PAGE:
Galaga Pi

By Russell Barnes. Posted

This Galaga Mini Arcade is a flawlessly detailed recreation of a fantastic arcade machine, with a Raspberry Pi at its core. We caught up with Tiburcio de la Carcova to talk about it

"I love arcade and pinball machines,” enthuses Tiburcio. “I love to buy and restore them, but I was running out of space and my wife was running out of patience.”

Most people would buy an old arcade machine, or perhaps place a Raspberry Pi inside a full-size cabinet, but Tiburcio had grander ideas: “I decided to build a collection of scale arcade machines.”

One quick look at the photos will show you he succeeded, but Tiburcio isn’t an amateur maker by any means. Originally from Buenos Aires, Argentina, Tiburcio was the founder of STGO Makerspace and organised the first Maker Faire in Latin America.

“My first try was in 2013,” he says. “I made a scaled version of Space Invaders, which was particularly complex because it uses a double mirror. Galaga was one of my favourite arcade games, so it came next. It’s an accurate scale replica of the original arcade, mostly custom-made, and it uses a mini CRT which makes it unique. You need a CRT to get the real arcade feel.

 The insides are compact but it's all quite sturdy

“Finding the right screen was a challenge. There are not many colour 5˝ CRTs. I usually get them from old broadcast TV monitors or cheap portable TVs. This particular screen is a Magnavox portable TV.”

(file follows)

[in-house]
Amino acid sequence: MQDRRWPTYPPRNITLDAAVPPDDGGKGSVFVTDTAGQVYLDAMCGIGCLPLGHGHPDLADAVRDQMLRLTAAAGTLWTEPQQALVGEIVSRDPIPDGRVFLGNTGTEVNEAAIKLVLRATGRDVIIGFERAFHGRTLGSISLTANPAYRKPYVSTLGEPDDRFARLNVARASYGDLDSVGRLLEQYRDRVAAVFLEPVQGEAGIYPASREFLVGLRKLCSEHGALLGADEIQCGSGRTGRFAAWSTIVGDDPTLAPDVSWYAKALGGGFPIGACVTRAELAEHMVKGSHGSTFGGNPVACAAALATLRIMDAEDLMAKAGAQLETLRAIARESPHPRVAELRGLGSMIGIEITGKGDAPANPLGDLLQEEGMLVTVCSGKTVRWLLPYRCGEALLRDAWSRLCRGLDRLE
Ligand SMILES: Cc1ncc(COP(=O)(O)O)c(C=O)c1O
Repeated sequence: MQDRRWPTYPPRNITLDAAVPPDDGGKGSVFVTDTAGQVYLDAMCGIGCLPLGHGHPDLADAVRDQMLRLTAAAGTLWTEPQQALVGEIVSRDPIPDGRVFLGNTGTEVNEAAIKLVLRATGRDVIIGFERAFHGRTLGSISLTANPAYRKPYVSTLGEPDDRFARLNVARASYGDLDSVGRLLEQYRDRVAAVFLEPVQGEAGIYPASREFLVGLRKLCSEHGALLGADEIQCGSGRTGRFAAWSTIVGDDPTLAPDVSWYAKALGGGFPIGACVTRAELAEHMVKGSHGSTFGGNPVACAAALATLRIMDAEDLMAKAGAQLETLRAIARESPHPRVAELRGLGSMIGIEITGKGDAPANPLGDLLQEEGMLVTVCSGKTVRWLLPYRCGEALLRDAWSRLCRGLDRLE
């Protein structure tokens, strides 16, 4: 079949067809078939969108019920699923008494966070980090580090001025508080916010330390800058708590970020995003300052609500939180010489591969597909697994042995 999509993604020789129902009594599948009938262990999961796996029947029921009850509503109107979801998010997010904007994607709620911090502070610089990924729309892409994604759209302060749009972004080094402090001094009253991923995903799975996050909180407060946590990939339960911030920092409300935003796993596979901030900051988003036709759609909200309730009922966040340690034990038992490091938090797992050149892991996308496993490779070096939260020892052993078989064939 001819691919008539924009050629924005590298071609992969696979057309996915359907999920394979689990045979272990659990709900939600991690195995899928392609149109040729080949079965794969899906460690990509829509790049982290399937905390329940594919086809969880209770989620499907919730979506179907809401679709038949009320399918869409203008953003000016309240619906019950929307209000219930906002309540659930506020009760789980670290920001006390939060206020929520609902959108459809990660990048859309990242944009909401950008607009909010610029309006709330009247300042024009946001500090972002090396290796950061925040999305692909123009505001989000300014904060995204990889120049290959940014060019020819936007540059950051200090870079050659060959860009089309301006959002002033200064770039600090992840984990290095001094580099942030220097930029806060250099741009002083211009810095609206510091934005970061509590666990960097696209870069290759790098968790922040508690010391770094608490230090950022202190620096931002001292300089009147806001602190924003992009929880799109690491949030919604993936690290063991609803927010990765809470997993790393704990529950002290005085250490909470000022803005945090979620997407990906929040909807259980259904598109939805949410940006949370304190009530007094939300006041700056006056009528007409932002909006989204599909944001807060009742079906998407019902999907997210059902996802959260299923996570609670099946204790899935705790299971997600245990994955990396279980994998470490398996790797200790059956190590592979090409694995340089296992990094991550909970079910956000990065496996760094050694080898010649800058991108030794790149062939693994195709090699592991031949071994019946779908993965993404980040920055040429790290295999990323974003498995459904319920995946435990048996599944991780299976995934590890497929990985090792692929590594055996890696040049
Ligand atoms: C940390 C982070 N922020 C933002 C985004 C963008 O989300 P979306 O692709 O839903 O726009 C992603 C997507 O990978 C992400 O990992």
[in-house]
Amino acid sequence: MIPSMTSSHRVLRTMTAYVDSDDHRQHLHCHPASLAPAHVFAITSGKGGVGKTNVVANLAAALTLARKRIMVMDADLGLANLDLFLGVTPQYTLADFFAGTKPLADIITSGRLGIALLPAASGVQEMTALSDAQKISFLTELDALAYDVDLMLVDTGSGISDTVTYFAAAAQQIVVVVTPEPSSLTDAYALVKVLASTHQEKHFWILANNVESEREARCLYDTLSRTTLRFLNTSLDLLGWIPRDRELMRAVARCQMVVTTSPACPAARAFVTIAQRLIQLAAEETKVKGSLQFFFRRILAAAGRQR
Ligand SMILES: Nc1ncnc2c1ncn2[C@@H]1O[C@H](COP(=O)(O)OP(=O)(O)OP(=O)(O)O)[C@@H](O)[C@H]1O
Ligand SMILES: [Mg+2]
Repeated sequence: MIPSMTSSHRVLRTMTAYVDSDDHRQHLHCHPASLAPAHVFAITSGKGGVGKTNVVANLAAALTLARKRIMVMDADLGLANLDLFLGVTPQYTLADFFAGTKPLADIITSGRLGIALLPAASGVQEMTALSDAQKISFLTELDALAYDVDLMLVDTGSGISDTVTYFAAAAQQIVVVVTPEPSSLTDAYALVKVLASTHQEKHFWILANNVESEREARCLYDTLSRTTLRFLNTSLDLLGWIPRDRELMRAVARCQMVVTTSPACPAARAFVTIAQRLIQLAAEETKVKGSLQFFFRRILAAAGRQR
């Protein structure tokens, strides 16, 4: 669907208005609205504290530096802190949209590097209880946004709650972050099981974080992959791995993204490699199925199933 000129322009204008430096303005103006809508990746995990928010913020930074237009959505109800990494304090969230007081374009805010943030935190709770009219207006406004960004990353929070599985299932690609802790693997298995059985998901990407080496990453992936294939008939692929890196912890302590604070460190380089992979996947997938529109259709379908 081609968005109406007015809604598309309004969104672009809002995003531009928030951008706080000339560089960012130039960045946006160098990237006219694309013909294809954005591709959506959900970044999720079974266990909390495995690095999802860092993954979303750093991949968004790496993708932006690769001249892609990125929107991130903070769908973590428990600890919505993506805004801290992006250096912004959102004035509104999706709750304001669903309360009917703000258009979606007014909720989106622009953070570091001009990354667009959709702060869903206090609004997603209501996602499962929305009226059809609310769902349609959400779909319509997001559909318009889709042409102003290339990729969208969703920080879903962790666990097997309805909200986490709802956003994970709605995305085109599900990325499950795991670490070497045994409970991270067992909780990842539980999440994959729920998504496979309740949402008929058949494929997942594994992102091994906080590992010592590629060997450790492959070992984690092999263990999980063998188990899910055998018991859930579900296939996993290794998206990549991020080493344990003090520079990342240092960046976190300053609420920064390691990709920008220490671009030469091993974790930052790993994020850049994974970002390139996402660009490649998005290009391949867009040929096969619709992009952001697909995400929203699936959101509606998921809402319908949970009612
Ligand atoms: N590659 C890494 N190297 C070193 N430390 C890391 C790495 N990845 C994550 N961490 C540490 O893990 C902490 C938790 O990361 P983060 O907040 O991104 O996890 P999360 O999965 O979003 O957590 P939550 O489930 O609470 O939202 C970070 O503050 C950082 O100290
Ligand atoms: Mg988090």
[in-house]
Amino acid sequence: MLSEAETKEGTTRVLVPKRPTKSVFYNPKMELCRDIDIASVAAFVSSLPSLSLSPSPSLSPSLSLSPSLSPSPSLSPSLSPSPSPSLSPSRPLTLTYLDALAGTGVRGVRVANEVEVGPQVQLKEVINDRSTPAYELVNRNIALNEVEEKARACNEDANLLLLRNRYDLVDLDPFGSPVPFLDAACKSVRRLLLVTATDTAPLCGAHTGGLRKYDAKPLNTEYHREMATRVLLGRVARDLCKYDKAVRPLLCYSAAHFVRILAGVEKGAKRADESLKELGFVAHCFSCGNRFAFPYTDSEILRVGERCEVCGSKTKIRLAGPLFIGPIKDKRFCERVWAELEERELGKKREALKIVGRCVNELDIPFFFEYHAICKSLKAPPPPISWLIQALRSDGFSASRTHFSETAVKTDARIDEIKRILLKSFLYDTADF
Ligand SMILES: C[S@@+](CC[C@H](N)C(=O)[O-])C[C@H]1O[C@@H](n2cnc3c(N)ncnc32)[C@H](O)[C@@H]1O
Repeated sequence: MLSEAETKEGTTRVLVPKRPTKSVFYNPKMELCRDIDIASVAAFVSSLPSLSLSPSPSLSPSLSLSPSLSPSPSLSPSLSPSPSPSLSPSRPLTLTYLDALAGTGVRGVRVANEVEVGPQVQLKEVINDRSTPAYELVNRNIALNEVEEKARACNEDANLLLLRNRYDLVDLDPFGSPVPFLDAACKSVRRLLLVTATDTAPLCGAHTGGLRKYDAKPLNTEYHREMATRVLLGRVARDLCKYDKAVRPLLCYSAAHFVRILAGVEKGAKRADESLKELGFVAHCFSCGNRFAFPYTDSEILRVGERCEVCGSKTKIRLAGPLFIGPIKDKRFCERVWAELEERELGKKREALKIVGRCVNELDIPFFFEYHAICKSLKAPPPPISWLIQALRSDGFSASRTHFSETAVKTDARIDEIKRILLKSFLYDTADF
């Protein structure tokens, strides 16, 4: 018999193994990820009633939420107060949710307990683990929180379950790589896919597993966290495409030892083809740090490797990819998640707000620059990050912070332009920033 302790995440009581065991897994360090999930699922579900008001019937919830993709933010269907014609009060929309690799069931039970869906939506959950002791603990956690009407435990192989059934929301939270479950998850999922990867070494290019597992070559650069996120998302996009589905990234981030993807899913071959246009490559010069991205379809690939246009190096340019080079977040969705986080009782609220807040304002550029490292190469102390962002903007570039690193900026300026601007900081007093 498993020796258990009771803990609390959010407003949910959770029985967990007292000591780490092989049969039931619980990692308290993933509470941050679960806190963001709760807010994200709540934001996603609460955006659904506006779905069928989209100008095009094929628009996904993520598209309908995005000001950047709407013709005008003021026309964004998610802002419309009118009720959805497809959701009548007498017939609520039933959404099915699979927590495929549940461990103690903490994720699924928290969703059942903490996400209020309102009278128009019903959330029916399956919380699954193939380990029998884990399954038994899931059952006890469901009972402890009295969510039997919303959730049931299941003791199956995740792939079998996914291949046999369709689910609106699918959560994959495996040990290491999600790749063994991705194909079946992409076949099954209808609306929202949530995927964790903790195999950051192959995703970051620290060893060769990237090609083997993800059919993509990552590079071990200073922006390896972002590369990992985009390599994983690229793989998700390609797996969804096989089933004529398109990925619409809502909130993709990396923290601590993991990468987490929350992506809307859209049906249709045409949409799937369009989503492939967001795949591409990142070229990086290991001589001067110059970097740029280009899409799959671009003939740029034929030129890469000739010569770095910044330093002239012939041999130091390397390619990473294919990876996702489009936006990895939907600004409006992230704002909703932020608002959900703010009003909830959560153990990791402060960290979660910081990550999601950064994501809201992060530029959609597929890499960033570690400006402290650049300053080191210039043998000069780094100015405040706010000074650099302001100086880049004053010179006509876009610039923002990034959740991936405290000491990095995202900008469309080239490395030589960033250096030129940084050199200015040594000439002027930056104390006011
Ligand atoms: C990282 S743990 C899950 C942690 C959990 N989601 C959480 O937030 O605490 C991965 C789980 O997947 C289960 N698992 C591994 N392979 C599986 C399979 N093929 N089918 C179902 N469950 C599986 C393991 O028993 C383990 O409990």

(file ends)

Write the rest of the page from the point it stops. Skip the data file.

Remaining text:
The scale cabinet was made from 3mm and 6mm plywood, with the parts modelled in Sketchup (sketchup.com) and laser-cut. The rest of the cabinet was custom-constructed using 3D printed models, acrylic, and aluminium.

Aside from the Raspberry Pi and screen, pretty much everything is built from scratch. “The decals are from online repositories,” says Tiburcio. “I scaled to fit and printed them with a photo printer on vinyl. If I needed to make more accurate stencils, I would use vinyl and a Silhouette Cameo (silhouettecameo.co.uk) cutter.”

The push buttons were bought ready-made, but the joystick is 100% 3D printed: “I started with a model online and improved it with a spring and metal stick.”

 A custom built, laser-cut wooden cabinet is used

Even the coin door is 3D printed, with a little metal rod that goes across the hinge. “I own some real arcade machines,” he explains, “so with those as the reference, I modelled the door and printed it.

“The joystick was a challenge, since there’s no joystick of that scale that looked accurate. I started with a model I found at Thingiverse (thingiverse.com) and improved [it] with a metal stick and a spring system.

“You can find most of the original artwork online,” continues Tiburcio. “There are many repositories with vector and bitmap versions of the artwork. Sometimes the colour is not accurate, and you need to make some adjustments, but most of the time it’s just about scaling them.”

Original arcade cabinets were painted with stencils using layers of three or four colours. So Tiburcio applied a clear coat base over his decal to make it look like paint.

“It plays well,” he tells us. “Correctly nailing the joystick was the key to making it good. The microswitches in the push buttons are not as smooth as an arcade, but it works. The plan is to build a collection of my 25 favourite machines. I’m currently making Pac-Man, Donkey Kong, Missile Command, and Asteroids (which is an even bigger challenge since it has a vector CRT).”

 An easier way to create a collection


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